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Canada to get a taste of our Sour Brides

Despite its name, northern artists have never been featured in the Magnetic North Theatre Festival.Sour Brides Theatre Company is going to change…

Despite its name, northern artists have never been featured in the Magnetic North Theatre Festival.

Sour Brides Theatre Company is going to change that.

The Brides will be staging its play So Many Doors at the festival this June.

And with its motto “high North, high commitment,” it hopes to put the North in Magnetic North, Canada’s biggest contemporary theatre festival.

The company’s founders, Moira Sauer and Celia McBride, learned of the good news in November.

However, they’ve been under strict orders to keep it a secret up until the official announcement.

“We weren’t allowed to say anything to anyone because they need it hush hush before the announcement,” said Sauer.

“It’s kind of a big thing in the theatre world of Canada as to who’s going to be playing at Mag North each year.

“The announcement is an event.”

“I would say, in terms of a national theatre festival, it’s probably become the biggest one,” said McBride.

“It’s huge!” said Sauer.

“It’s two weeks long and the venue shifts every year, it changes the city,” said Sauer.

This year, the festival happens to be in Vancouver.

“I think the calibre of the festival is the greatest thing, I mean, it’s considered the place where you see the hot stuff that’s happening in the country each year,” said Sauer.

“And it’s where most of the buyers and presenters of theatre go.”

The girls hope to book more dates for So Many Doors’ Canadian tour.

After showcasing a 25-minute collage of fragments from the play in Ottawa, the Brides are booked to tour Southern Ontario in January 2009 and are in the process of booking Atlantic Canada.

Magnetic North will be an opportunity to extend that tour, and will be the first time that the play has run in its entirety outside of the Yukon.

The success of Sour Brides Theatre doesn’t come as a huge surprise to its founders.

“We created a business plan four years ago and if you open up that business plan it says exactly what we’re doing right now,” said McBride.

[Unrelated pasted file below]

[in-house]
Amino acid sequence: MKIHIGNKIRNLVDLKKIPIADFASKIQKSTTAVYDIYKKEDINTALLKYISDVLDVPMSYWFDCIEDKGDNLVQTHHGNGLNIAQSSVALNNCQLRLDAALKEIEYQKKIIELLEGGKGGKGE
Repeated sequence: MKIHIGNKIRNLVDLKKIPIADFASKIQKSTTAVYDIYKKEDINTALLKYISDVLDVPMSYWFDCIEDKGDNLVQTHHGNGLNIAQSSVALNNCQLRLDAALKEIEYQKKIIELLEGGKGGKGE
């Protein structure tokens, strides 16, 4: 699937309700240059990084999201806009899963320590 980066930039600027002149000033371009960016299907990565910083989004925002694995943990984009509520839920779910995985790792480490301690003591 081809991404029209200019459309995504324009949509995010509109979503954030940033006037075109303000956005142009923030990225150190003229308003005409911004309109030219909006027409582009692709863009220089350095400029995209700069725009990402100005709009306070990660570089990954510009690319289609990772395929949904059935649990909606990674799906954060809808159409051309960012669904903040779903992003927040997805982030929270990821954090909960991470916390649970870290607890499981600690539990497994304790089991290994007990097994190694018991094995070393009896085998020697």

“We’ve been following it step-by-step.”

“And there’s a lot of steps,” said Sauer.

“We’ve been working our butts off.”

Once the pair discovered that they enjoyed working together, they began putting on productions.

“Each show we’ve done, for the last three and a half years we’ve really just sort of increased production value along the way,” said Sauer.

The Brides are multidisciplinary performers and have skills in playwriting, drama, comedy, and filmmaking.

Sauer’s background in puppetry was put to good use in her play Dirty Life, which the pair performed for the Nakai Homegrown Festival in 2006.

In 2005, the company adopted Celia’s play So Many Doors, which she began writing as Nakai’s playwright-in-residence the year before as a show that could possibly tour.

The emotional play tells the story of two Yukon couples dealing with the death of their infant children.

“We workshopped it for years until it was ready,” said McBride.

“We worked with the same director to develop the play to a production ready draft.”

The Brides staged a reading of the play in Whitehorse and invited national delegates to view it.

The world premiere was staged at the Yukon Arts Centre in October.

The pair met through an ex-boyfriend in Montreal in 1998 where McBride was working as a playwright and Sauer was a theatre student at McGill University.

The two women hit it off and began to write to each when they went their separate ways.

They kept in touch over the years, sometimes only meeting for a couple of hours each year.

Then Sauer moved to the Yukon, McBride’s hometown.

When McBride returned home, the pair realized that they would be competing for the same rolls.

So they decided to work together.

“And literally, then it was a train that could not be stopped,” said McBride.

So what’s the next step in the company’s detailed business plan?

“Now we go world famous!” said Sauer.

In all of the programs for Sour Brides productions, the confident duo signs off saying, “See you on the Tokyo tour” or “See you in Paris.”

And they’re very serious.

The Brides have their eye on performing internationally and have recently been courting representatives from the Dublin International Film Festival.

But they won’t be able to ride on the success of So Many Doors forever.

“It’s like a musician,” said McBride.

“When you’ve launched your first CD you have to be in the studio recording your second.”

“So, despite the fact that we’re doing this and we’ve been accepted to Mag North and we’re touring the show, we actually need to be developing our next show.”

Next year Sour Brides Theatre is going to be workshopping a couple of new pieces the pair has written.

“We’re just going to feel them out and see where they go,” said Sauer.

“Maybe they’ll be the next great Sour Brides tour, or maybe they’re not. We have to find that out.”

For more information on Sour Brides Theatre and the Magnetic North Theatre Festival go to